With a rich history in pet care, Purina is a globally competitive leader that makes world-class products and drives pet nutrition forward through research. For our project, Purina tasked us with providing recommendations for changing consumer perceptions about senior pet nutrition to increase sales in the senior pet food category.

Our team was very excited for the chance to tackle a real-world marketing project. Team member Margaret Cai, MSCA ’20, shared that she was initially interested in working on the Purina project because it “…provided a fantastic opportunity for me to develop my thoughts and create valuable suggestions.”

Under the guidance of faculty advisors—Professor Michael Wall, Professor Seethu Seetharaman, and Professor Meng Liu—our team was able to pair what we’ve learned in the classroom with data insights and industry research to develop a marketing strategy for senior pet food.

A new virtual reality

What started out as a normal semester took a turn when our campus had to react to the COVID-19 pandemic. For our CEL team, this posed unexpected challenges and disrupted our normal working environment—quite suddenly, we had to account for having team members across four time zones.

While half of our team was still in St. Louis, other team members returned to family homes in Columbus, Ohio; Big Sky, Montana; and Vancouver, British Columbia. We had gone from sharing conference rooms to being spread across two countries!

Despite our new situation and rapidly changing policies around COVID-19, we wanted to make sure that we could still deliver an excellent work product to our client. Our team moved quickly to adjust plans and work processes to accommodate our new reality.

Fortunately, we were able to use tools like Microsoft Teams and Zoom video conferencing to help our remote team collaborate effectively. Being able to speak with other CEL teams and share our experiences also helped us all find ways to navigate our new environment and manage our projects.

Team member Kevin Jin, MSCA ’20, said, “In this special period, the CEL program gave me not only experience with a real business project, but also emotional support from team members and faculty.”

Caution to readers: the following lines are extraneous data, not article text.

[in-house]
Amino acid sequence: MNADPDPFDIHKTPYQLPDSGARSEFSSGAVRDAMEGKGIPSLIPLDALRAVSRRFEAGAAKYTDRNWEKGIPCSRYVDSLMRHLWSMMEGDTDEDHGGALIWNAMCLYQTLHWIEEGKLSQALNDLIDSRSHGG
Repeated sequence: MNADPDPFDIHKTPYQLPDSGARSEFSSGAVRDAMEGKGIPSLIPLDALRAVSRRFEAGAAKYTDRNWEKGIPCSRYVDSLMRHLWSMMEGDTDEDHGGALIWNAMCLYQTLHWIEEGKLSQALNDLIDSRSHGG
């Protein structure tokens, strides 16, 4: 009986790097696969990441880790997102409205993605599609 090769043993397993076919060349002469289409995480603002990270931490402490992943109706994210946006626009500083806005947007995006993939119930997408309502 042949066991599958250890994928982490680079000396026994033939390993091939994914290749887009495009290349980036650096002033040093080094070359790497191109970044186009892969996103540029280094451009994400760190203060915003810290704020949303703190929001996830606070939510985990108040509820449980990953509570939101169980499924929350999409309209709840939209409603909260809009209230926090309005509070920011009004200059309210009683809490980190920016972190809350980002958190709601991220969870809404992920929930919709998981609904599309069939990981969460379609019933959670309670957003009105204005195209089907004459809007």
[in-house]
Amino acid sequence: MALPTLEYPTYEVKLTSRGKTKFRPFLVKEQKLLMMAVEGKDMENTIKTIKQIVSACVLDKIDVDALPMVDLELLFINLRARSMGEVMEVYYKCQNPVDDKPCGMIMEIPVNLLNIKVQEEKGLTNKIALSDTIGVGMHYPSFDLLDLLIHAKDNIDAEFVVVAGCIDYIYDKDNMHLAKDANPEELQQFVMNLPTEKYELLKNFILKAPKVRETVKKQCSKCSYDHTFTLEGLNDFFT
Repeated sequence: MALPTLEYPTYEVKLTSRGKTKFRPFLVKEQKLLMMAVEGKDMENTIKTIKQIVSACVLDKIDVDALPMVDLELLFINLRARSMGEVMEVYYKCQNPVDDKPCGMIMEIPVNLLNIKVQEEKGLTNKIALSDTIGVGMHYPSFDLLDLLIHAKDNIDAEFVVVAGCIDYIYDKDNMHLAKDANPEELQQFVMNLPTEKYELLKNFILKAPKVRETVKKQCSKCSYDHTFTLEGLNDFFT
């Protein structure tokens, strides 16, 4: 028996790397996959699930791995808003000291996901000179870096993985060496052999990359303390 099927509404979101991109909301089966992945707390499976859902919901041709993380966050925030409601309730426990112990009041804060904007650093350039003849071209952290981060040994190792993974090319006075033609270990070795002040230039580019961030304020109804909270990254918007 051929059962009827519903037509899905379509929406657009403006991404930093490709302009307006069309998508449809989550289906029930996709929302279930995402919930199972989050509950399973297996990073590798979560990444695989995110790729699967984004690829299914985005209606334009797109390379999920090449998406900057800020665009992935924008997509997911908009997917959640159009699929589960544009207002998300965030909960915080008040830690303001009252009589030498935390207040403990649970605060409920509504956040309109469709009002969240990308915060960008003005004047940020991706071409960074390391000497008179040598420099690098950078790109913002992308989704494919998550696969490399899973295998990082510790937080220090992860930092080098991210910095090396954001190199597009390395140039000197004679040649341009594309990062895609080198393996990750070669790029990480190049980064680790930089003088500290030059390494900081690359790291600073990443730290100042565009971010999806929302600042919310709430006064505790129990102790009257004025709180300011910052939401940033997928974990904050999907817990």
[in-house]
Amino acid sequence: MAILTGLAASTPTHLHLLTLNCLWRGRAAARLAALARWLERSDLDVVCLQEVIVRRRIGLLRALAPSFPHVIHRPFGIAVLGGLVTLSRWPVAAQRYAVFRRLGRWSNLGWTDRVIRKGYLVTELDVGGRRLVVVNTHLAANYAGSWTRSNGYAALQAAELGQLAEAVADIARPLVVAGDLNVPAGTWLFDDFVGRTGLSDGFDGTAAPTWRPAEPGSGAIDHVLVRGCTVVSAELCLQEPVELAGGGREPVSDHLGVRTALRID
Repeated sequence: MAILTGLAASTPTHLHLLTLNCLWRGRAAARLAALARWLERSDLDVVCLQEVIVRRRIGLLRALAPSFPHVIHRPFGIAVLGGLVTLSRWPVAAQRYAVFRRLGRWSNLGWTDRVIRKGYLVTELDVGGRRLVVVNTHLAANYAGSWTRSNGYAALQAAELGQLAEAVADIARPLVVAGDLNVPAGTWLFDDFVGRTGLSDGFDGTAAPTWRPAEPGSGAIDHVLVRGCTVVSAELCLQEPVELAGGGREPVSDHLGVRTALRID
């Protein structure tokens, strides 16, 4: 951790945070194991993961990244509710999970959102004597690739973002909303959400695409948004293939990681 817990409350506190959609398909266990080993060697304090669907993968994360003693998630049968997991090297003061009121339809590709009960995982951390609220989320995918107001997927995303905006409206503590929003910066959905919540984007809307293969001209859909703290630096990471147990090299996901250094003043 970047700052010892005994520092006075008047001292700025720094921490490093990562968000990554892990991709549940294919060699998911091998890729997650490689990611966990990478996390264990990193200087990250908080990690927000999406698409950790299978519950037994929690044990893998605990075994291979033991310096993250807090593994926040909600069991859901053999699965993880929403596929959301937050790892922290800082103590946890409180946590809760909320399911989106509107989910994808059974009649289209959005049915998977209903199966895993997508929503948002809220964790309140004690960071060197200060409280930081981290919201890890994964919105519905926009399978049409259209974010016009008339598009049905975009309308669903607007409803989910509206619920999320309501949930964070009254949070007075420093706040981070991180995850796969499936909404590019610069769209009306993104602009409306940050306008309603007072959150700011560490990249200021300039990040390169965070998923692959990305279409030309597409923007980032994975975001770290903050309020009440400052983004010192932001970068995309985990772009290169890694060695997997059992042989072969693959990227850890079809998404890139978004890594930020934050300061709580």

Real-world experience

In early May, the team was able to virtually present key insights and recommendations to about 30 Purina team members. With positive feedback from Purina and enthusiastic discussion, it was a wonderful conclusion to the semester.

WashU practicum students virtually shared their final presentation with the Purina team.

Navigating this unique experience with our clients at Purina provided a great learning opportunity for the student team. Team lead Leslie Ramey, MBA ’20, said, “I think the uncertainty we faced during the semester helped us focus more on building relationships to support our project work. The circumstances definitely pushed me further as a leader, and thanks to great support from Purina and the CEL, we were all able to have a positive experience.”

Team member Angela Li, MSCA ’20, said the project gave her a new perspective because she found that real business problems were more complicated than those faced in the classroom and this drove the team to be creative in their approach.

“[The project] gave me a chance to apply the knowledge and skills I learned from school to the real business world…. This experience allowed me to take a glance at my future career life, and consequently helped me prepare for it better.” Lucy Sun, MSAA ’20, agreed and said the project also helped improve communication skills.

“We needed to express our ideas and thoughts with team members and also explain our results and findings with our clients” she said. “After this project, we all could communicate very effectively.” 

For other students hoping to engage in a CEL practicum project, team member Margaret Cai said her top piece of advice is “the more you devote yourself, the more you learn,” which is a lesson our whole team will take with us into our future careers.

Pictured at top: Purina CEL team (left to right): Lucy Sun, MSAA ’20, Margaret Cai, MSCA ’20, Leslie Ann Ramey, MBA ’20, Shantanu Pande, MBA ’21, Kevin Jin, MSCA ’20, Angela Li, MSCA ’20 and Dominique Nie, MSCA ’20.




The first in a series about CEL practicums from Olin MBA students. Today, we hear from the Emerson team. Members of the team are Chi Yee, Annabelle Zhu, Anne Chen, Gaurav Malik, Leo Huang, Claire Liu and Lehai Li.

Emerson, a global manufacturing company that addresses some of the world’s most complex challenges with innovative solutions, is actively seeking to evolve the organization toward more data-driven decision-making in its marketing functions.

Olin’s Center for Experiential Learning team was thrilled to have the opportunity to work closely with key stakeholders from Emerson’s Commercial & Residential Solutions platform to develop a playbook for the company to deploy across its businesses to help better leverage data in its daily workflow.

Cross-company conversations

To better understand the company structure, workflow and respective business unit data utilization levels, the CEL team conducted 30 interviews with key marketing and IT team members. These conversations were extremely helpful in understanding how the various businesses are leveraging data and the challenges encountered as teams are adopting a more data-driven culture.

It was through these cross-company conversations that the CEL team was able to learn more about Emerson’s organizational culture and how it leverages data into business-level decisionmaking.

Pictured above: the Emerson CEL Team: Chi Yee, Annabelle Zhu, Anne Chen, Gaurav Malik, Leo Huang, Claire Liu, Lehai Li